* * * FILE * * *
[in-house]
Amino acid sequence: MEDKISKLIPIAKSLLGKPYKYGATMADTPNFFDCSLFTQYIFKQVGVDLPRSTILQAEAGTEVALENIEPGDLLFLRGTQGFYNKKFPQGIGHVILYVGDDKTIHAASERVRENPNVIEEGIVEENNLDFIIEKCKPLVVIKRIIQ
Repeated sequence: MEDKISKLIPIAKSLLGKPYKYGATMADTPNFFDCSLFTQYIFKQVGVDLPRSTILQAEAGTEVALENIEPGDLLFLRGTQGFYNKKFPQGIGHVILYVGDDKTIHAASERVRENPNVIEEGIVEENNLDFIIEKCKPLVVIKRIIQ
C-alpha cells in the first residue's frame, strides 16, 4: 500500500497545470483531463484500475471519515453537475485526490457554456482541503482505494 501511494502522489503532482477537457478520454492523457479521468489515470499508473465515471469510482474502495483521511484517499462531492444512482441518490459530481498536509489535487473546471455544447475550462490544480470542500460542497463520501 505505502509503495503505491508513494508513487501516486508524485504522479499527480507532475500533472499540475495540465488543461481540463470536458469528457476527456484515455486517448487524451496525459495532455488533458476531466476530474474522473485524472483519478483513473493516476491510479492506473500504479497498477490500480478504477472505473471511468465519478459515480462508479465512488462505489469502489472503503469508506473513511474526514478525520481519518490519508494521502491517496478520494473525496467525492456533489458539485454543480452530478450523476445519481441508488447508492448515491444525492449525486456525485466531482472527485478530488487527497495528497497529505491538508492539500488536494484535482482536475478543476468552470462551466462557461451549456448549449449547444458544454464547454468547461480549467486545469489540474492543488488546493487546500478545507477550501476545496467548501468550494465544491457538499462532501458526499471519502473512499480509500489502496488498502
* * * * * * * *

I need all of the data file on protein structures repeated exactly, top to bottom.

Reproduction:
[in-house]
Amino acid sequence: MEDKISKLIPIAKSLLGKPYKYGATMADTPNFFDCSLFTQYIFKQVGVDLPRSTILQAEAGTEVALENIEPGDLLFLRGTQGFYNKKFPQGIGHVILYVGDDKTIHAASERVRENPNVIEEGIVEENNLDFIIEKCKPLVVIKRIIQ
Repeated sequence: MEDKISKLIPIAKSLLGKPYKYGATMADTPNFFDCSLFTQYIFKQVGVDLPRSTILQAEAGTEVALENIEPGDLLFLRGTQGFYNKKFPQGIGHVILYVGDDKTIHAASERVRENPNVIEEGIVEENNLDFIIEKCKPLVVIKRIIQ
C-alpha cells in the first residue's frame, strides 16, 4: 500500500497545470483531463484500475471519515453537475485526490457554456482541503482505494 501511494502522489503532482477537457478520454492523457479521468489515470499508473465515471469510482474502495483521511484517499462531492444512482441518490459530481498536509489535487473546471455544447475550462490544480470542500460542497463520501 505505502509503495503505491508513494508513487501516486508524485504522479499527480507532475500533472499540475495540465488543461481540463470536458469528457476527456484515455486517448487524451496525459495532455488533458476531466476530474474522473485524472483519478483513473493516476491510479492506473500504479497498477490500480478504477472505473471511468465519478459515480462508479465512488462505489469502489472503503469508506473513511474526514478525520481519518490519508494521502491517496478520494473525496467525492456533489458539485454543480452530478450523476445519481441508488447508492448515491444525492449525486456525485466531482472527485478530488487527497495528497497529505491538508492539500488536494484535482482536475478543476468552470462551466462557461451549456448549449449547444458544454464547454468547461480549467486545469489540474492543488488546493487546500478545507477550501476545496467548501468550494465544491457538499462532501458526499471519502473512499480509500489502496488498502